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IN PICS: Why Coonoor is a picture-perfect paradise

May 07, 2014 17:28 IST

IN PICS: Why Coonoor is a picture-perfect paradise

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Anita Rao Kashi

Away from the blaring horns and puffs of choking fumes that characterise Ooty today, Coonoor is a haven for the stressed mind, says Anita Rao Kashi.

One of the most enduring tunes from my childhood is the lilting and haunting melody The Hills Are Alive sung by Julie Andrews from the iconic film Sound of Music.

Beautiful mountains and lovely valleys perhaps made the song that much more memorable. Come summer and the shooting mercury brings to mind tall mountain peaks and cool breezes bring a fresh crispness that is the stuff of hallucinations that begins to play mind tricks in the work station. And on its heels, the haunting tune begins a slow rendition.

Desperate to get the tune out of my head, I headed out to Coonoor, which rests in the shadow of Ooty, both physically and metaphorically.

Charming with vestiges of the Colonial era still intact, Coonoor is a bit like Ooty where stunning scenery is concerned, but it is vastly different in that it has not been overcome by crass commercialisation and is not overrun by crowds.

In my book, these are two huge plus points.

The difference comes home all the more starkly since the drive from Bangalore mandatorily takes one past Ooty to reach Coonoor.

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Photographs: Anita Rao Kashi

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Narrow roads chock a block with vehicles, blaring horns and puffs of choking fumes characterise Ooty but once past this, it’s all lovely curving roads, a row of misty mountains in the distance, lush greenery on either side, rolling tea estates and little villages with houses in many hues hugging the slopes and pretty names like Lovedale and Wellington.

The centre of town, with a noisy bus stand, a pretty railway station and colonial era buildings, is a bit chaotic, but once you are past that and into Upper Coonoor, where many of the hotels are located, the noise dies down and the pace is languorous.

It is easy to spend time in Coonoor, taking long walks or treks amidst the rolling tea estates and forested areas. But there are things to see as well.

At the heart of Coonoor’s existence is Sim’s Park, a feast of flora offset with pretty structures and ponds. More than 130 years old, the park was rumoured to have been laid with plants and trees imported from all over the world.

Certainly, many of the towering teak and mahogany trees seem to bear testimony to this. A walk in the park is going to be a chilly affair, so cover up to keep warm and enjoy the place. 

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Photographs: Anita Rao Kashi

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Outside of town, there are plenty more places for walks and treks, or just picnics.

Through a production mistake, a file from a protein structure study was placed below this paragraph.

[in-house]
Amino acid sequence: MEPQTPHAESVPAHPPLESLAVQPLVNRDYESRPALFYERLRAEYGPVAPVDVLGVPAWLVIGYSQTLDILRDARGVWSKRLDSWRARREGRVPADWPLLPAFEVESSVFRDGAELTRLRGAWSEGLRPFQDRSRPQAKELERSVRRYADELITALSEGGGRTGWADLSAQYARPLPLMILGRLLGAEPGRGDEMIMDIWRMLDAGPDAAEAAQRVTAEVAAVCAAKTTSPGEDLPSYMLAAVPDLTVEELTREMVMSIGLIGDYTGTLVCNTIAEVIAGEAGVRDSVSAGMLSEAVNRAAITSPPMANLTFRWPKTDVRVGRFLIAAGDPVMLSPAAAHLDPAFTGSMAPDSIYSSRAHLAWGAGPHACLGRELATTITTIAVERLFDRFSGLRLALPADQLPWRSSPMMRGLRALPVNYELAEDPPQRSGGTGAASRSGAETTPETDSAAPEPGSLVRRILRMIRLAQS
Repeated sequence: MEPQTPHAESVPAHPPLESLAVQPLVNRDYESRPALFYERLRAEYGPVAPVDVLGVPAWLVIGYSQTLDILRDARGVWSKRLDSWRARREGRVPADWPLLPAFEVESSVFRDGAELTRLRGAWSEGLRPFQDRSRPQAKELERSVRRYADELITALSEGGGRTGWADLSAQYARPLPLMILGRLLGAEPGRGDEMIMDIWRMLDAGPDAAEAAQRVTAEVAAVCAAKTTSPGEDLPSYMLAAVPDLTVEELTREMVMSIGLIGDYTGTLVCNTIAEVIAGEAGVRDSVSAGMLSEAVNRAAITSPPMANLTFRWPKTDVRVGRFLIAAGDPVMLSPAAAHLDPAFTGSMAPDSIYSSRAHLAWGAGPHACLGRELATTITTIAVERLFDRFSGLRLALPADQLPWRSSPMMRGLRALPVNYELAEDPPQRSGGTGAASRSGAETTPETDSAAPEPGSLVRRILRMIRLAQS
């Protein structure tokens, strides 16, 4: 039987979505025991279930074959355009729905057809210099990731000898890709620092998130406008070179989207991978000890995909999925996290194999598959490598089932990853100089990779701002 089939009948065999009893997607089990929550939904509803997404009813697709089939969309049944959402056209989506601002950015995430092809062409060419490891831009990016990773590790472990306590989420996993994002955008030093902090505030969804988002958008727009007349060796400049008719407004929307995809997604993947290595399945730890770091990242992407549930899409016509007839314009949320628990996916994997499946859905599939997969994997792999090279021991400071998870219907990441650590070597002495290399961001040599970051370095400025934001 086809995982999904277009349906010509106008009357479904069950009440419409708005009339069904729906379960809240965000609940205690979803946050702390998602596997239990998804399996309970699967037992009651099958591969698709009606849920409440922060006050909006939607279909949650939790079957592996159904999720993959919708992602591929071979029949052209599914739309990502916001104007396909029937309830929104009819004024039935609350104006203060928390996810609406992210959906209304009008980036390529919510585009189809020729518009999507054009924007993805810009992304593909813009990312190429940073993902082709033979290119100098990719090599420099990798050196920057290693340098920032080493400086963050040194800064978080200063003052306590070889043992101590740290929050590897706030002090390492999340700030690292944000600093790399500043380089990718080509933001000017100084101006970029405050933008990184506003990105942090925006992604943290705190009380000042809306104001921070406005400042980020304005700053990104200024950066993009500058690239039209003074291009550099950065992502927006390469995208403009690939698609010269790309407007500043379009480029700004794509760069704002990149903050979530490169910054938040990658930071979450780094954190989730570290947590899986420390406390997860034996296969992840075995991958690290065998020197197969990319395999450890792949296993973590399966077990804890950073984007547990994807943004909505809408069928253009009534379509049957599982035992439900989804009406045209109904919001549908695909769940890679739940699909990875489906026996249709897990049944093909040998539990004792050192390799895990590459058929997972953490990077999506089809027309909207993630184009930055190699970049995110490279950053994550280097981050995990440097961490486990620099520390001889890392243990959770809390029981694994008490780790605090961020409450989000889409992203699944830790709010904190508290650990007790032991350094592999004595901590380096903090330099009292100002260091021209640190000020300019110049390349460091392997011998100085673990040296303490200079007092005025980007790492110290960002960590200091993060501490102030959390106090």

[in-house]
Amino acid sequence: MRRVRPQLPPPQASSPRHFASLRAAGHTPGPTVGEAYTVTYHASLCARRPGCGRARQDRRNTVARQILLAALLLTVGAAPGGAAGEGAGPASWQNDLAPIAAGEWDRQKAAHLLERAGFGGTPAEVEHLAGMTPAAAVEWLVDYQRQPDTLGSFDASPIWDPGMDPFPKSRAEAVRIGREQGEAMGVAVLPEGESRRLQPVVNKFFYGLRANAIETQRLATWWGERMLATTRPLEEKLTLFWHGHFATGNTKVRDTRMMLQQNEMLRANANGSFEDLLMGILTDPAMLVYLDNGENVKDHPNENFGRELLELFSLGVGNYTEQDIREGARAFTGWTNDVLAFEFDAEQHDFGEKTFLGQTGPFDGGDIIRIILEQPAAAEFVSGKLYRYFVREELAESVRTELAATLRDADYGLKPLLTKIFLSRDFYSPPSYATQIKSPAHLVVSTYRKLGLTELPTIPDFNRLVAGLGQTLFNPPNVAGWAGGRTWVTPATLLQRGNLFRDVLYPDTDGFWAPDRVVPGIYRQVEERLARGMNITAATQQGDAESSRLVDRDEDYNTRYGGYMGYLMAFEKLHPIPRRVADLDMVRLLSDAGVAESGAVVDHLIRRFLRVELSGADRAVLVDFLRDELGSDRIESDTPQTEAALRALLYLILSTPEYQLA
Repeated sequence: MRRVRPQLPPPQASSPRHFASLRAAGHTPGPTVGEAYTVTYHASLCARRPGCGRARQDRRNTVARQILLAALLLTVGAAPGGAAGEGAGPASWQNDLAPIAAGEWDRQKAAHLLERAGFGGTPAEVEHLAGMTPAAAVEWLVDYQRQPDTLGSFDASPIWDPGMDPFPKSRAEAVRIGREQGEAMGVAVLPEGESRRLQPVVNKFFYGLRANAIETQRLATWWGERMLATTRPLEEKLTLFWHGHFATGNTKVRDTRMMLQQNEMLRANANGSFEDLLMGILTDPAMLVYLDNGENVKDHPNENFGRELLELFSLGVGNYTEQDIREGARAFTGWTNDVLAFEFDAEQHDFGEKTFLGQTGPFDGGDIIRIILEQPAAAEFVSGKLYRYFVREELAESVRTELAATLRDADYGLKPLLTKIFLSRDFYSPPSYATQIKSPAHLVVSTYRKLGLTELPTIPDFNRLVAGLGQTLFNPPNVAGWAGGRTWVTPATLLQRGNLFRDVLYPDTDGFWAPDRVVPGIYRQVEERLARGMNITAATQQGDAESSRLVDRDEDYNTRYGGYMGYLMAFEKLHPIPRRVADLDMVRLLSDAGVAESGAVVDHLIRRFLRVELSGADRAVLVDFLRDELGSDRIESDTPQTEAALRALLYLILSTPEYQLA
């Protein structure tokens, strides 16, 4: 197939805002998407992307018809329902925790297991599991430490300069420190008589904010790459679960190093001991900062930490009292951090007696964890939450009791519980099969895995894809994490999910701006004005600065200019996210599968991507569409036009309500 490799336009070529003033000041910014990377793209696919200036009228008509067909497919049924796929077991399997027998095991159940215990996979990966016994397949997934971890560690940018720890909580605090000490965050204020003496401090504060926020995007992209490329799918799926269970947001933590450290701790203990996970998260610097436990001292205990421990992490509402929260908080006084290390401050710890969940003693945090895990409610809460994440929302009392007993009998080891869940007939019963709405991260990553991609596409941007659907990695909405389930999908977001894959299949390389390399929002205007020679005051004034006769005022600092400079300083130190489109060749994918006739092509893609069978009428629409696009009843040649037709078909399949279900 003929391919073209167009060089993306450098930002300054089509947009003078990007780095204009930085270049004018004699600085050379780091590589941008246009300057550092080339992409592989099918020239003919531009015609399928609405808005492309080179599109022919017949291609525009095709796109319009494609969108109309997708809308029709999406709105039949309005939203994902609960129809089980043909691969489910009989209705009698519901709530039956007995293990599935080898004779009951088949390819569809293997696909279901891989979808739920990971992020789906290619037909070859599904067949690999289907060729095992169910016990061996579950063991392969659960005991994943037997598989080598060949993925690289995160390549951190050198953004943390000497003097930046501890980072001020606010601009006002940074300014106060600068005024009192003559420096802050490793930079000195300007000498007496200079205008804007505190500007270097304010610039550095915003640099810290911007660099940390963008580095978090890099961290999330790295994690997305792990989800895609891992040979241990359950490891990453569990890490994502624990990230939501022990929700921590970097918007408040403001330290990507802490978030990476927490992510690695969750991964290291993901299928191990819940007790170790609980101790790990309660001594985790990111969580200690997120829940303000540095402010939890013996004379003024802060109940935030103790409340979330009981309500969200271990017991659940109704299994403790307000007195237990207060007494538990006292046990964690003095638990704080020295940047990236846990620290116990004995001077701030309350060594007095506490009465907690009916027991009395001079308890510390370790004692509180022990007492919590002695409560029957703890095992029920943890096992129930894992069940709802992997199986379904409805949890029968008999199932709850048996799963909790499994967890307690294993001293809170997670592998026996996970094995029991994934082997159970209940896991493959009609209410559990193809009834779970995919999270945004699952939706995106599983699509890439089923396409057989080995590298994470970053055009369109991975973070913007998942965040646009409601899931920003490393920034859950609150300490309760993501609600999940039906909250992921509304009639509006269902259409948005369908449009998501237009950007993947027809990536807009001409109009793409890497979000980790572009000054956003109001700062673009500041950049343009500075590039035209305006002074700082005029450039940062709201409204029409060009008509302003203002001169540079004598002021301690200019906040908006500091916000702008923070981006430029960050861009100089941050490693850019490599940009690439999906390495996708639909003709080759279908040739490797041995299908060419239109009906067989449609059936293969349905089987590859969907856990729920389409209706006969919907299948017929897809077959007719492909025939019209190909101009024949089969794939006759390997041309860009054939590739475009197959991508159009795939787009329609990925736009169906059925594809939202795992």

Places to visit include Dolphin’s Nose (10 km), so called because the viewpoint is shaped like a dolphin’s nose.

The drive here is among the most fantastic ones, with the road hugging the mountain side, shaded by thick trees or opening out to provide fantastic views of valleys and rolling carpets of tea estates.

It is a popular picnic spot; on a clear day, the Catherine Falls which falls from the nose, is visible. 

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Photographs: Anita Rao Kashi

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Also worth seeing is Lamb’s Rock (8 km) which boasts of fantastic views of the hills and vales around while the Law’s Falls (7 km), another waterfall, is located on Mettupalayam Road.

Take a brief break from nature to visit the Droog Fort (15 km), the ruins of which are believed to have been built by Tipu Sultan, though getting to the ruins itself could involve more communing with nature in the form of a 3-km trek!

To round things off, a visit to the Kodanad viewpoint near Kotagiri (19 km) is a must.

It is here that the magnificence of the Nilgiris comes home in all its splendour -- mist and cloud-wrapped mountain ranges with trickling streams, winding river below and an all-pervading calmness.

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Photographs: Anita Rao Kashi

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To end the trip, take a train ride on the Nilgiris Mountain Rail, a UNESCO World Heritage Site. Although the train runs from Mettupalayam to Ooty, the stretch from Coonoor to Ooty is spectacular, starting with the ancient station building.

The journey provides a moving montage of scenery and glimpses of life in the mountains, giving rise to its own music; no wonder then that the music track from Sound of Music is back in full force, an apt accompaniment to the scenic vistas in front of me.  

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Photographs: Anita Rao Kashi

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Fact file

Coonoor is in the Niligiri Mountains in Tamil Nadu. It is about 290 km from Bangalore while the nearest airport is at Coimbatore (70 km).

Where to stay:

The Gateway (Church Road, http://www.thegatewayhotels.com/churchroadcoonoor/overview.aspx; 0423 2225400), Acres Wild Farmstay (http://www.acres-wild.com; +91 9443232621) and Wallwood Garden (http://wallwood-garden.neemranahotels.com; 0423 2230584).

Packages: 3D/2N packages for two people are available from approximately Rs 12000.


Photographs: Anita Rao Kashi

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